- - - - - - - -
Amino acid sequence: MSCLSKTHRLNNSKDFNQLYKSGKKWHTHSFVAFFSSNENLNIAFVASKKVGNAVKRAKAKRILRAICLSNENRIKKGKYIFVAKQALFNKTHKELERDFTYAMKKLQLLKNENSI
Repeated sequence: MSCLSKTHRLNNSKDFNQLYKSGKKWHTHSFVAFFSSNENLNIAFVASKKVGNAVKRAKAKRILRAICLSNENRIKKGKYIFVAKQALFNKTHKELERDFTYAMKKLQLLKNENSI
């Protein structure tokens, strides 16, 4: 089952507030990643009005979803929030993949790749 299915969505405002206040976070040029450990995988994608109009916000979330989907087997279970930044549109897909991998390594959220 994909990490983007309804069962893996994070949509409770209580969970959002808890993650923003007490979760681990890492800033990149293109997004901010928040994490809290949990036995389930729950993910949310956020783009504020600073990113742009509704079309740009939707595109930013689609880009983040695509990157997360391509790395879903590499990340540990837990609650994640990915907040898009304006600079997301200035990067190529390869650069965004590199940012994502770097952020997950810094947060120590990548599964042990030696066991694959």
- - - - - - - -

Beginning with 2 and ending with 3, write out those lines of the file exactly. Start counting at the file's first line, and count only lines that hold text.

Repeated sequence: MSCLSKTHRLNNSKDFNQLYKSGKKWHTHSFVAFFSSNENLNIAFVASKKVGNAVKRAKAKRILRAICLSNENRIKKGKYIFVAKQALFNKTHKELERDFTYAMKKLQLLKNENSI
């Protein structure tokens, strides 16, 4: 089952507030990643009005979803929030993949790749 299915969505405002206040976070040029450990995988994608109009916000979330989907087997279970930044549109897909991998390594959220 994909990490983007309804069962893996994070949509409770209580969970959002808890993650923003007490979760681990890492800033990149293109997004901010928040994490809290949990036995389930729950993910949310956020783009504020600073990113742009509704079309740009939707595109930013689609880009983040695509990157997360391509790395879903590499990340540990837990609650994640990915907040898009304006600079997301200035990067190529390869650069965004590199940012994502770097952020997950810094947060120590990548599964042990030696066991694959």